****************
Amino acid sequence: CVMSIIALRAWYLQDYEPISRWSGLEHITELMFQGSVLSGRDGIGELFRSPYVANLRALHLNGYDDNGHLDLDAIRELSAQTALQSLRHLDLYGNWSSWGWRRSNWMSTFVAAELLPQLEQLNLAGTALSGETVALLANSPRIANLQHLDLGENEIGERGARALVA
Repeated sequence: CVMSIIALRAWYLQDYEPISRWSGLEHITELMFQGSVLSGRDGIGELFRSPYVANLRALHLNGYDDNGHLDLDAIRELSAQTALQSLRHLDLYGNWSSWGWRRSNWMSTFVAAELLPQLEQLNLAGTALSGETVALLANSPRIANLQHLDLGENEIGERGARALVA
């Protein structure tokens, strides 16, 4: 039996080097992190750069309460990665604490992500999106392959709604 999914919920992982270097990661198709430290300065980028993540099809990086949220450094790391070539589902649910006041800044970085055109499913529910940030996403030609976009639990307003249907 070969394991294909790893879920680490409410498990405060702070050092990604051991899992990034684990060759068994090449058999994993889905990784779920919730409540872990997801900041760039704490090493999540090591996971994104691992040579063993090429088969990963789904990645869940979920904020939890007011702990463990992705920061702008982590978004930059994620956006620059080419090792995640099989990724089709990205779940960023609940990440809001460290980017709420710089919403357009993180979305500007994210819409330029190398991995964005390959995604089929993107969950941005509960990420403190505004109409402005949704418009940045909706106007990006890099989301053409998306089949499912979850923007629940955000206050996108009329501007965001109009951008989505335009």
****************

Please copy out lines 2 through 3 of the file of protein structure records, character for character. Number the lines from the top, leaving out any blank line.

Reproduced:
Repeated sequence: CVMSIIALRAWYLQDYEPISRWSGLEHITELMFQGSVLSGRDGIGELFRSPYVANLRALHLNGYDDNGHLDLDAIRELSAQTALQSLRHLDLYGNWSSWGWRRSNWMSTFVAAELLPQLEQLNLAGTALSGETVALLANSPRIANLQHLDLGENEIGERGARALVA
């Protein structure tokens, strides 16, 4: 039996080097992190750069309460990665604490992500999106392959709604 999914919920992982270097990661198709430290300065980028993540099809990086949220450094790391070539589902649910006041800044970085055109499913529910940030996403030609976009639990307003249907 070969394991294909790893879920680490409410498990405060702070050092990604051991899992990034684990060759068994090449058999994993889905990784779920919730409540872990997801900041760039704490090493999540090591996971994104691992040579063993090429088969990963789904990645869940979920904020939890007011702990463990992705920061702008982590978004930059994620956006620059080419090792995640099989990724089709990205779940960023609940990440809001460290980017709420710089919403357009993180979305500007994210819409330029190398991995964005390959995604089929993107969950941005509960990420403190505004109409402005949704418009940045909706106007990006890099989301053409998306089949499912979850923007629940955000206050996108009329501007965001109009951008989505335009």